Preview: Farah Palmer Cup semi-finals

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It’s finals time in the Farah Palmer Cup (FPC), Presented by Bunnings Warehouse. Defending Premiership champions Canterbury have hit their stride while Auckland and Waikato are set to play out a thriller in Hamilton.

In the Championship, top seeds Manawatū and Northland are hot favourites to advance but southerners Otago and Tasman won’t lie down easily.



Saturday, 2 September

Waikato (2) vs. Auckland (3)

FMG Stadium, Hamilton

Time: 2.05pm

Waikato Record: 5-1 (150-93, 20t, 11c, 5p)

Auckland Record: 4-2 (195-118, 30t, 18c, 3p)

Last Meeting: Auckland, 25-15, Auckland, August 20

Auckland ended Waikato's title ambitions in the corresponding fixture last year but despite the Storm finishing a place below Waikato in the regular season standings it wouldn't be considered as much of an upset if history repeated. Auckland beat Waikato 25-15 on August 20.

That day it was the Auckland forwards that measured up against a pack that's been mighty and miserly. Waikato has conceded fewer points than any team in 2023. In the back and middle row Victoria Makea, Cyhna Hophea and Kennedy Simon are experienced and uncompromising while the front row has an embarrassment of riches with Vici-Rose Green, Esther Tilo and Black Ferns Toka Natua, Grace Houpapa-Barrett and Tanya Kalounivale ensuring set piece stability and carrying strength.

Waikato aren’t without threats in the backs but missed Black Ferns fullback Renne Holmes. First-Five Kiriana Nolan has had a strong season and Carla Hohepa has won the World Cup twice and seen it all.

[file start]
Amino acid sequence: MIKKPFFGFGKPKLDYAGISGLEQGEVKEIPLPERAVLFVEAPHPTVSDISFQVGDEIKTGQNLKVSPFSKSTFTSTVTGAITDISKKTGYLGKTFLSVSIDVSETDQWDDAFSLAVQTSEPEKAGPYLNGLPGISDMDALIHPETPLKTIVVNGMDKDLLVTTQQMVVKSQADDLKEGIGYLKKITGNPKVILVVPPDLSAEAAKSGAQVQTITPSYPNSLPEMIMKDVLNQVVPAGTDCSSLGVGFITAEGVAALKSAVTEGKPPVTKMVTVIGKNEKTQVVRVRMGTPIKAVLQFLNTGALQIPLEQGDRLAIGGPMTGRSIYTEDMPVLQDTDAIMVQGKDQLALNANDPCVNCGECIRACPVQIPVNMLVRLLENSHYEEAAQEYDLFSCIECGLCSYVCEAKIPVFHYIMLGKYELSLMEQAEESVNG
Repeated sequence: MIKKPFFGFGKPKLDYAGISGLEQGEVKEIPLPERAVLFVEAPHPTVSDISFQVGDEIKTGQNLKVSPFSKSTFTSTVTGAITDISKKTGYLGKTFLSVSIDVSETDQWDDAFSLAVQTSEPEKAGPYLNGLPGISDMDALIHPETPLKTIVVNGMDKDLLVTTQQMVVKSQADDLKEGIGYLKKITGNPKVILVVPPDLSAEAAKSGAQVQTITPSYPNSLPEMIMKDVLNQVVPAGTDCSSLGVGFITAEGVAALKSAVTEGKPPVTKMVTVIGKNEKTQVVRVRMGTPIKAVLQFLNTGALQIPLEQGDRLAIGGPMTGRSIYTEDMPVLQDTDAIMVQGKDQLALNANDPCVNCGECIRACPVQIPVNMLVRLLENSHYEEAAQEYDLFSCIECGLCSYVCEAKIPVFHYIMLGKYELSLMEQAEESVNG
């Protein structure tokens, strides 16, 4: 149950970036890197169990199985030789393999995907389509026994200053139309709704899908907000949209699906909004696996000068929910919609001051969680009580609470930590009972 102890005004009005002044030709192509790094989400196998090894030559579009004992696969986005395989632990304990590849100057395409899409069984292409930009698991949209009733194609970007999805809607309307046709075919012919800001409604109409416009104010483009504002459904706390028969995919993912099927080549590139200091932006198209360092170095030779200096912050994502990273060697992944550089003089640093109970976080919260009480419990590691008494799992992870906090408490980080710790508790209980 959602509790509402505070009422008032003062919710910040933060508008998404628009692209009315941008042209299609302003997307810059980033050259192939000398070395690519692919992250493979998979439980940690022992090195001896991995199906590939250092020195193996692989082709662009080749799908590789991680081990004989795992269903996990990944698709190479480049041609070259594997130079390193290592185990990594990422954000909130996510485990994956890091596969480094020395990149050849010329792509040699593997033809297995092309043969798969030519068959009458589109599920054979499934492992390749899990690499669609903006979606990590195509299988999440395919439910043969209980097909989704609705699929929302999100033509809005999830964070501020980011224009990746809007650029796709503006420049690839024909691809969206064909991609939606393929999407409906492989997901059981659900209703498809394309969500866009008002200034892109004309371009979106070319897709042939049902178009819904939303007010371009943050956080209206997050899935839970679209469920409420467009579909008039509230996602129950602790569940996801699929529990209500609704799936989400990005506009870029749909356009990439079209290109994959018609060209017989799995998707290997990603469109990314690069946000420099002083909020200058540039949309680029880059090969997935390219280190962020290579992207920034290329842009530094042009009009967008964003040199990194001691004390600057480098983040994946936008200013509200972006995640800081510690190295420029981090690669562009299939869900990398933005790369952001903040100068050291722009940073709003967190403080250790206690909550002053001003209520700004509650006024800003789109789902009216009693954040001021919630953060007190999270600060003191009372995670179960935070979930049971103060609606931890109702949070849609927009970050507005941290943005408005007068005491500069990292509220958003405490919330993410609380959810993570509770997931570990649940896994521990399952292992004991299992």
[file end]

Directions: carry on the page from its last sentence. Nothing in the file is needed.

Waikato will press the Storm in the scrums but with Black Ferns Maiakawakaulani Ross and Eloise Blackwell at lock Auckland’s lineout has little concerns. The back row is athletic and busy while Auckland have scored ten more tries than Waikato and will attack from almost everywhere.

Black Ferns captain Ruahei Demant runs a backline that features Black Ferns second-five Sylvia Brunt, and winger Katelyn Vaha’akolo. With nine tries and 658m run, Angelica Vahai has been one of the most damaging and exciting new threats in the competition.

Sunday, 3 September

Canterbury (1) vs. Hawke’s Bay (4)

Rugby Park, Christchurch

Time: 1.05pm

Canterbury Record: 5-1 (268-123, 41t, 24c, 5p)

Hawke’s Bay Record: 3-3 (150-242, 21t, 18c, 3p)

Last Meeting: Canterbury, 84-14, Hastings, August 12,

Defending champions Canterbury have hit their stride with four consecutive wins since an overtime loss to Waikato in Round 2. 

With more present Black Ferns than any team, including the World Cup final-winning front row of Pip Love, Georgia Ponsonby and Amy Rule, Canterbury is a formidable unit with the best attack in 2023.

Canterbury can hurt by playing expansively or a tighter forward game as was the case in their come-from-behind victory over Auckland last Saturday.

Ponsonby, with two tries against the Storm, and captain Alana Bremner have been typically immense in the forwards but rookies Laura Bayfield and openside Holly Wratt-Groeneweg have made a big impression.

Out wide Karla Wright-Akeli and Martha Mataele have scored 14 tries combined. The Black Ferns trio of Rosie Kelly, Grace Brooker and Amy Du Plessis are poised and polished enough to make the most of any opportunity.

Hawke's Bay has adjusted to life in the Premiership with real bravery and skill. Their win over Auckland was a first since 2006 while the narrow success against Bay of Plenty (35-28) in Whakatane confirmed their playoff spot.